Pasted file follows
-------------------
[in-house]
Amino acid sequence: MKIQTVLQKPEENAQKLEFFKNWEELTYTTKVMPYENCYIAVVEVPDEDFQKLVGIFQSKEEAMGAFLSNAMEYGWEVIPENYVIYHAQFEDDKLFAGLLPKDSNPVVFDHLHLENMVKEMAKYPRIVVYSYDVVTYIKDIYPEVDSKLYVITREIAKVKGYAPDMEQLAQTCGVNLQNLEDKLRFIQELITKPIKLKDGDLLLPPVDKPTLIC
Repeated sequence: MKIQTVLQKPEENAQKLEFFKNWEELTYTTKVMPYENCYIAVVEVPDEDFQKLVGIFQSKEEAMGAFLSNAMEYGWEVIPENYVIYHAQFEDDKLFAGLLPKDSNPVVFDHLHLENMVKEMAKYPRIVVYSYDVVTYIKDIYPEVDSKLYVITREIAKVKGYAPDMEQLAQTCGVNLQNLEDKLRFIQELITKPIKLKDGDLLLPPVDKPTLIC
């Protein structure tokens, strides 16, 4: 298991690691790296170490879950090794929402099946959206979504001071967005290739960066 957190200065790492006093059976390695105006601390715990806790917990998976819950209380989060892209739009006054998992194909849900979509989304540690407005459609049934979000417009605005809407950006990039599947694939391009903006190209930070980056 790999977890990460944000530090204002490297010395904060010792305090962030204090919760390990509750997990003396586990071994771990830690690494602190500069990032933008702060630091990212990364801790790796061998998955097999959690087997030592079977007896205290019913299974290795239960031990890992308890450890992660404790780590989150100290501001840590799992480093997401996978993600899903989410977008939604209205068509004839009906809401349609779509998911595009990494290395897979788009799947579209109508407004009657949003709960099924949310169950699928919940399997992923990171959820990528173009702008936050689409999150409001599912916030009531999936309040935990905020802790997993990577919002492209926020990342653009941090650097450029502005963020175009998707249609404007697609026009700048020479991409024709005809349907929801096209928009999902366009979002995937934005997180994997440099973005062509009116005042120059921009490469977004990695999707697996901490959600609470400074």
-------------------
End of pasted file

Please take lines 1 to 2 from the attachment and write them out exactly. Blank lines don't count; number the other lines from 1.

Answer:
[in-house]
Amino acid sequence: MKIQTVLQKPEENAQKLEFFKNWEELTYTTKVMPYENCYIAVVEVPDEDFQKLVGIFQSKEEAMGAFLSNAMEYGWEVIPENYVIYHAQFEDDKLFAGLLPKDSNPVVFDHLHLENMVKEMAKYPRIVVYSYDVVTYIKDIYPEVDSKLYVITREIAKVKGYAPDMEQLAQTCGVNLQNLEDKLRFIQELITKPIKLKDGDLLLPPVDKPTLIC